Michael Utley: Yeah. Down 2000 points yesterday on the day that we’re recording this, Friday 13th.

Chris Raines: Right and then rallied back some today.

Michael Utley: Yeah coming back a little bit so far today.

Chris Raines: But people see that and they start to get afraid and they start to wonder should they complete the project that they have planned and the news media doesn’t help us at all. Their entire business model is selling advertising by promoting fear to get people to tune in and so-

Michael Utley: Yeah war and disease have a self-fulfilling energy source with the media. Yeah.

Chris Raines: Right. And we’ve talked about this before about how a lot of the economy isn’t actually real at all. It’s just what we believe about what’s going to happen.

Michael Utley: Yeah.

Chris Raines: So that’s all big. Bigger picture stuff that we can’t control. Let’s talk about what we control with our clients, specifically with our clients.

Michael Utley: Yeah.

Chris Raines: You have clients, I have clients and people that are listening to this have lots of clients too that are wondering what might happen. What can we do Michael to inject good things into the world and not fear into the world.

Michael Utley: So I think I want to take a moment just to make a personal statement. I feel really passionately about this. I think if you’re an owner of a business or you’re an executive, and maybe you’re listening to this because you’re responsible for sales and marketing, maybe you’re one of our existing clients checking in. Here’s what I think you need to have as a frame of reference. You’re a leader and you need to act like it-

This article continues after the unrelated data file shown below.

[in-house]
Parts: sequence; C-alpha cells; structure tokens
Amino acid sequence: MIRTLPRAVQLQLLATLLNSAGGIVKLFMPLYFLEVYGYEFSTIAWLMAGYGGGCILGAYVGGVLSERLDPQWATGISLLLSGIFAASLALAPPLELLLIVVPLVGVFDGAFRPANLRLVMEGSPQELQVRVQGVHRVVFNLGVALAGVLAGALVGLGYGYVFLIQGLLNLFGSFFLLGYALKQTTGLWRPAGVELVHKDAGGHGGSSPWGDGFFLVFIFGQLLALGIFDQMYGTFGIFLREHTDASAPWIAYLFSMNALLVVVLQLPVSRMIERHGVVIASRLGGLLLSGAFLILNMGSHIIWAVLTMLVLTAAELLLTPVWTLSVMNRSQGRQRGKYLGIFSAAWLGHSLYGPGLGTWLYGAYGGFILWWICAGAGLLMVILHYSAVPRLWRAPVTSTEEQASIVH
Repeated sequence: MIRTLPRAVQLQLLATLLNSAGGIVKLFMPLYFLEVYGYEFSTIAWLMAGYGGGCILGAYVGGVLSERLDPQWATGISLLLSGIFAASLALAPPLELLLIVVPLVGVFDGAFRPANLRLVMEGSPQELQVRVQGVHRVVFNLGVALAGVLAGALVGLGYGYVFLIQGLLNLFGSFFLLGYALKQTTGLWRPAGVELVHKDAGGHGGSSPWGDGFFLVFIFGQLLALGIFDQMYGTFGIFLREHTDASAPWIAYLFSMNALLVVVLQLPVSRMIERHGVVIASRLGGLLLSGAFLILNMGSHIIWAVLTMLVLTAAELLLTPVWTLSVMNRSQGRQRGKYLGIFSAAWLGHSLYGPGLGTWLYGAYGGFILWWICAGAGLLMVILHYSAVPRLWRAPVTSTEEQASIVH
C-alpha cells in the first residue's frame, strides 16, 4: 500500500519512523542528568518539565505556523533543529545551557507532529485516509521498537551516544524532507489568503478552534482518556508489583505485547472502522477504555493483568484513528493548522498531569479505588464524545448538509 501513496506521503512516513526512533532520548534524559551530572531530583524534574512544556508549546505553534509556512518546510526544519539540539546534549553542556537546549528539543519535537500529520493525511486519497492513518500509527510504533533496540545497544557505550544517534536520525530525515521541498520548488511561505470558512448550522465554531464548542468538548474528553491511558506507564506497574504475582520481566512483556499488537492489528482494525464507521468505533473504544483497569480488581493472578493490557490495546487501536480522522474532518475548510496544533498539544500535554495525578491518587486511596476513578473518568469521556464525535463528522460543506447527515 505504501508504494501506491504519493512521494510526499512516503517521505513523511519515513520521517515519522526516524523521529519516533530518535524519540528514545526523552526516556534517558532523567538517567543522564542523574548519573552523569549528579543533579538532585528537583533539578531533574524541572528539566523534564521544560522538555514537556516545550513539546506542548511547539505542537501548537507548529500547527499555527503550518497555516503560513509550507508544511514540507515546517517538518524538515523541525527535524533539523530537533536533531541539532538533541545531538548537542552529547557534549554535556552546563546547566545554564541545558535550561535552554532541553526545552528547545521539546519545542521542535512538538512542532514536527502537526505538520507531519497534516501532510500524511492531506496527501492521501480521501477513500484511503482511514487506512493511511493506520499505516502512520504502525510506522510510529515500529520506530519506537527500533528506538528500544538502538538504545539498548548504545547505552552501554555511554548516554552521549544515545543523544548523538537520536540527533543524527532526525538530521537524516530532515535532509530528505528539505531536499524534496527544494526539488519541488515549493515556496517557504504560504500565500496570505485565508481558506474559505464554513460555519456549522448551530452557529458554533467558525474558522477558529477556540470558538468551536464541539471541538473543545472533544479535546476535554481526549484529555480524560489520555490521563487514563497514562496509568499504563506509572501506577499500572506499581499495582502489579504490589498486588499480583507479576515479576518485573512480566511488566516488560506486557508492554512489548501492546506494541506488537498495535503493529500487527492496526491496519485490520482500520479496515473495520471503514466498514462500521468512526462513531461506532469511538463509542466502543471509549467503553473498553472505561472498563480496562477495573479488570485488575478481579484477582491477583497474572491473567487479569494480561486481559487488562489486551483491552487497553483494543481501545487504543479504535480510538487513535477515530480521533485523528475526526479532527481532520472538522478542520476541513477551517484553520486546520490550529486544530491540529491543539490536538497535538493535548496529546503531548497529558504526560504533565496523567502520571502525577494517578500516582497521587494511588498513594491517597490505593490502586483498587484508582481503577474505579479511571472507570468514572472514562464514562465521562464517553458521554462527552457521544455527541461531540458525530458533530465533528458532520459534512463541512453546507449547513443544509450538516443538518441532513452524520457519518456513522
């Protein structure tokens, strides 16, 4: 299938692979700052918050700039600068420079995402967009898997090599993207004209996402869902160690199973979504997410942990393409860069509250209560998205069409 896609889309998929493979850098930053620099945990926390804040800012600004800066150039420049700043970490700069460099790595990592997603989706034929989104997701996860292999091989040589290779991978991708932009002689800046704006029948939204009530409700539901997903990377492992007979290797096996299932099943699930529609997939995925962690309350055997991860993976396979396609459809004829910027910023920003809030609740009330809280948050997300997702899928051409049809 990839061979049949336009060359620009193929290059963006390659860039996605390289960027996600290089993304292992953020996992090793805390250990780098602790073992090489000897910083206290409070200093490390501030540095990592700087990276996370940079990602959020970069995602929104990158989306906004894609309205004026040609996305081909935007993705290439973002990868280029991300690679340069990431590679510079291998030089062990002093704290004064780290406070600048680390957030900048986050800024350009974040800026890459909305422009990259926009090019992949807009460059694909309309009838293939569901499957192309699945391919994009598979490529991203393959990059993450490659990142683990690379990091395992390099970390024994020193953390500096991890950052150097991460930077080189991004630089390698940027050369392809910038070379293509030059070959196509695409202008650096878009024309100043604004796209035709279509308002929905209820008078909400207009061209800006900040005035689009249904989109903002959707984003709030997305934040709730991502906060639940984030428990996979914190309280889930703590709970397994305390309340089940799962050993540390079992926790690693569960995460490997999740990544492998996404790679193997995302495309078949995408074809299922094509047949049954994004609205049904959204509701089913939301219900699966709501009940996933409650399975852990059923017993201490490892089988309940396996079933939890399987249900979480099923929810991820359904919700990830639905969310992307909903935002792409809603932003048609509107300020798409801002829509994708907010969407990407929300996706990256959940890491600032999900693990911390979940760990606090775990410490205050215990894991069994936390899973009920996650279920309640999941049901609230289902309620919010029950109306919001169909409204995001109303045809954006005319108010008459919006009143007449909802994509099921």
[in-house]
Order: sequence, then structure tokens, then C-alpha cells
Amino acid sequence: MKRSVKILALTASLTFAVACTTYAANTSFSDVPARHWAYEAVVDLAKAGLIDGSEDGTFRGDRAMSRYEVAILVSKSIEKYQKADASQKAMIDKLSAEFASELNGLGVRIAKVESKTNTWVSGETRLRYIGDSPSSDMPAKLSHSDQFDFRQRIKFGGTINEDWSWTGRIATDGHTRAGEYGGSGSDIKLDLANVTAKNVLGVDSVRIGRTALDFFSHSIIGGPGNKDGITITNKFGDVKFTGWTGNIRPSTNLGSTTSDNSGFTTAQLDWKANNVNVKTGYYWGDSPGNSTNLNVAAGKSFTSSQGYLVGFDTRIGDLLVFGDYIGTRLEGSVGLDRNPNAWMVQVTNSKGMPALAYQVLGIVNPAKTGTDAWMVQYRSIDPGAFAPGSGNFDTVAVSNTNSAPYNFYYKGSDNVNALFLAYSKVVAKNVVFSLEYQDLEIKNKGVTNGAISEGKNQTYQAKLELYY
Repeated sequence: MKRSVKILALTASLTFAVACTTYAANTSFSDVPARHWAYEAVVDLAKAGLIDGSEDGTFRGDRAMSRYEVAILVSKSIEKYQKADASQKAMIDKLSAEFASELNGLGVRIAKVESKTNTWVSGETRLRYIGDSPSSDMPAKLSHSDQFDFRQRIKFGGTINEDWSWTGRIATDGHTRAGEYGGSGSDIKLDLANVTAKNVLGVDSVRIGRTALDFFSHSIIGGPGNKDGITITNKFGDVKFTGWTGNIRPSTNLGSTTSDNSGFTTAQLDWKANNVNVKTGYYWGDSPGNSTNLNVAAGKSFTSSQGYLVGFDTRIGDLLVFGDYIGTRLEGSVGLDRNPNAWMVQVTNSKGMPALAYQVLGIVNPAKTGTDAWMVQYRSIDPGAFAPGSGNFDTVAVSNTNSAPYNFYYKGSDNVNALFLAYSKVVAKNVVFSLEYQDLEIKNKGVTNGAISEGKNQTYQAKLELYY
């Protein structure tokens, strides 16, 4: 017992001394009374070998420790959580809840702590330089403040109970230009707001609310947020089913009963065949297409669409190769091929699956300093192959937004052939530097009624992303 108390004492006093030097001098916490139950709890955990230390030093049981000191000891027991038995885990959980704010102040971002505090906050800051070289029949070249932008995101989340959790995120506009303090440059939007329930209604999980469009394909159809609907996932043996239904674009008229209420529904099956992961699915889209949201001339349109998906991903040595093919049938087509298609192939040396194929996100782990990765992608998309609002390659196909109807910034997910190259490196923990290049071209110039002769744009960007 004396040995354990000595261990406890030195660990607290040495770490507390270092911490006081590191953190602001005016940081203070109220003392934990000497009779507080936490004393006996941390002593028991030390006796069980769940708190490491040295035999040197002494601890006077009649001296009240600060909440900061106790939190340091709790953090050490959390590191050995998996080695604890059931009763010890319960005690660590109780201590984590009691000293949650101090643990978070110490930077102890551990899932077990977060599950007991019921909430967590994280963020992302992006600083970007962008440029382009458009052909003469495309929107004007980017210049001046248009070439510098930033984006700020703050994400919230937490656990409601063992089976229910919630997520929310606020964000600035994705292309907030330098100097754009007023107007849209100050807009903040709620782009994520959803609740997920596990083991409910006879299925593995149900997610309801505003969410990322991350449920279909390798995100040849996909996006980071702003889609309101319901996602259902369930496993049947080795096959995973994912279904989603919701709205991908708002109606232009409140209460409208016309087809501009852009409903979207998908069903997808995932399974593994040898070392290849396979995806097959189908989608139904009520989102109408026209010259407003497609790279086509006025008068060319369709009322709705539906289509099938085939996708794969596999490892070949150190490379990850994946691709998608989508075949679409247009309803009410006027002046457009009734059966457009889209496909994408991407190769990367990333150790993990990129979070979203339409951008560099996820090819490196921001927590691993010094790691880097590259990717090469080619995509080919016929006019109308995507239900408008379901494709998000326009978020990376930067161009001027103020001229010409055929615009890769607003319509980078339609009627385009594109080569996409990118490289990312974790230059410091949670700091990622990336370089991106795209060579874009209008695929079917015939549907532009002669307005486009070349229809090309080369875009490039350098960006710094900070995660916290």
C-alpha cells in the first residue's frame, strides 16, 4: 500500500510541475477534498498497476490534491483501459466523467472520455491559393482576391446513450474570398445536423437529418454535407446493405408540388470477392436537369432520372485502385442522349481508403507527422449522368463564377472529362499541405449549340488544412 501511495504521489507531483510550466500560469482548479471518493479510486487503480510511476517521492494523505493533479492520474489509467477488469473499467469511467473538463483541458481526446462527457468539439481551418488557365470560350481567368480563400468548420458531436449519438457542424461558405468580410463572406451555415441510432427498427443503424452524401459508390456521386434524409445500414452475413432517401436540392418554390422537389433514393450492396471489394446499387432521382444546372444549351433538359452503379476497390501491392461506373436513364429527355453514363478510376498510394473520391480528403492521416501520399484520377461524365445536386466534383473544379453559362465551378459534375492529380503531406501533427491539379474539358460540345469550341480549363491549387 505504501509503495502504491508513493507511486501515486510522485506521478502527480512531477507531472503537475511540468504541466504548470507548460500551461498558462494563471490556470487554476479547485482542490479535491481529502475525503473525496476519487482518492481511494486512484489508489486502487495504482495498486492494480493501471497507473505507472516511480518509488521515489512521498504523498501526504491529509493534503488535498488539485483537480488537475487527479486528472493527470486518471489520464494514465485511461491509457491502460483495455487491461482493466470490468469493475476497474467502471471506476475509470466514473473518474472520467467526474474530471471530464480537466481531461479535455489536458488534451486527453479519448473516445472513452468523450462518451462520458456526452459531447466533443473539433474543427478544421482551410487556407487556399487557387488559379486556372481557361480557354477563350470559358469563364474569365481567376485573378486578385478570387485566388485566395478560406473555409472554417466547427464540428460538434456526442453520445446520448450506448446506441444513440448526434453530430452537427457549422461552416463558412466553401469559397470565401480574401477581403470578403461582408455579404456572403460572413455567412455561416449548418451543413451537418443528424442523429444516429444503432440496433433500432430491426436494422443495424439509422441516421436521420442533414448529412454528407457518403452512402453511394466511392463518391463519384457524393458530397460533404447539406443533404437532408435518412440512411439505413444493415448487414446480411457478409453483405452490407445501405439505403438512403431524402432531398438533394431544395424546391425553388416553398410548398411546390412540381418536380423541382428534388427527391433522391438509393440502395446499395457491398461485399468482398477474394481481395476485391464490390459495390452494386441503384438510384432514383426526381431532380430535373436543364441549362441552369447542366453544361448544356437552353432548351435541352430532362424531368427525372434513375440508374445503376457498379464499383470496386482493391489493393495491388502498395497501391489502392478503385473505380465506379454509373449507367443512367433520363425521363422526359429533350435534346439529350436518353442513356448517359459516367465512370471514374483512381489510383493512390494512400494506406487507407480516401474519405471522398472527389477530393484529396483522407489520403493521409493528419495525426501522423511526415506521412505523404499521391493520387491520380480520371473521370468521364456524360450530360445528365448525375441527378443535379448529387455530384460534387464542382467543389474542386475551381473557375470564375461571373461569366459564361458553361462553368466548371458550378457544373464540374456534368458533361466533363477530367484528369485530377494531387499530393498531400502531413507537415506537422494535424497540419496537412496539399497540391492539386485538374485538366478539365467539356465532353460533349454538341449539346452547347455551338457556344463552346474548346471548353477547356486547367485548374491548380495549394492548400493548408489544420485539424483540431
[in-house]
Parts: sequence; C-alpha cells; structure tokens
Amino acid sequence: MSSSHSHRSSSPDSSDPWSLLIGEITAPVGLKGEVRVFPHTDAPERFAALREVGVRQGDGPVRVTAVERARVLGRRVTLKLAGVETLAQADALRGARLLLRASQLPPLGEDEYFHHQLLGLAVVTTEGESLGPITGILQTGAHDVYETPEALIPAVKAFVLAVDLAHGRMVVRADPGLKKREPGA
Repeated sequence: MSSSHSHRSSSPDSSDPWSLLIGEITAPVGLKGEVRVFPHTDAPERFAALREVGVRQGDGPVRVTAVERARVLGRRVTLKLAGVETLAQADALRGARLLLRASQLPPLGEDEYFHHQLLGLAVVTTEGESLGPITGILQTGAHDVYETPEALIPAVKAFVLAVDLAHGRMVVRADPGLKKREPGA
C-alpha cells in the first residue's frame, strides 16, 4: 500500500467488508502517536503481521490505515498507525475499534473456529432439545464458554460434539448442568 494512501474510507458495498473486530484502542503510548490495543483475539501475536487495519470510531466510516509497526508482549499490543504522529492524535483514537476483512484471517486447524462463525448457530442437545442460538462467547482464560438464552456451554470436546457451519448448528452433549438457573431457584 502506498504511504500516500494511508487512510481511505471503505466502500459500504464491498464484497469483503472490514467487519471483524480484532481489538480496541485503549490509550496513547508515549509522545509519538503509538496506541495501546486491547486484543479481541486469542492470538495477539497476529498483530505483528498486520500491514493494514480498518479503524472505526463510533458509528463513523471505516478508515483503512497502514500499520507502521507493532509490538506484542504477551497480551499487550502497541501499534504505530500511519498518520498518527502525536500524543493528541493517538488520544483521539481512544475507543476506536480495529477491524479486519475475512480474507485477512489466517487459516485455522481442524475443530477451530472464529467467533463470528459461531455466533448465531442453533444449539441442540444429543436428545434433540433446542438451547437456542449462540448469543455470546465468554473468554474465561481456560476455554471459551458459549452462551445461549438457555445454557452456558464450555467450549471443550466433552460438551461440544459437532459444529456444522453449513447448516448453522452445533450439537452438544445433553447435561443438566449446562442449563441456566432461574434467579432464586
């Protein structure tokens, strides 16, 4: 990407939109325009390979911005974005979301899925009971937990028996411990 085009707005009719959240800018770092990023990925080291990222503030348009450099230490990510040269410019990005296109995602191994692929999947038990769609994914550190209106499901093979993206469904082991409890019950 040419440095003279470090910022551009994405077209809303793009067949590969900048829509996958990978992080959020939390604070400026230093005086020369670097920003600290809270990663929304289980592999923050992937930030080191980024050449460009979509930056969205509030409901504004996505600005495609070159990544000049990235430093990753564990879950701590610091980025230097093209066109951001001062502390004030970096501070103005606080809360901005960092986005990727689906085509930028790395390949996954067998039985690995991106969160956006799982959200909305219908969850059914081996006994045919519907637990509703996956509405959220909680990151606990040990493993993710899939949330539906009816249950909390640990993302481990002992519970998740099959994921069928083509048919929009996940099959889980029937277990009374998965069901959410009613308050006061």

Chris Raines: And you’re not just leading your team. You’re leading your client.

Michael Utley: You’re impacting the world.

Chris Raines: Yeah.

Michael Utley: Because when we’re creating economic activity… I’m a CEO of a $1 million plus digital marketing agency. Well, that’s great. That’s a great little credential on my resume, whatever. Guess what? Nobody cares. Here’s what matters. People have jobs, people have somewhere to work where they can fulfill their needs for providing for themselves and others. Our clients receive important services that help grow their businesses. All of these things, whether it’s the internal audience or the external audience, they’re also stakeholders. And the job of a leader is to say, “We’re not giving up. We’re going to continue. We’re going to push through.”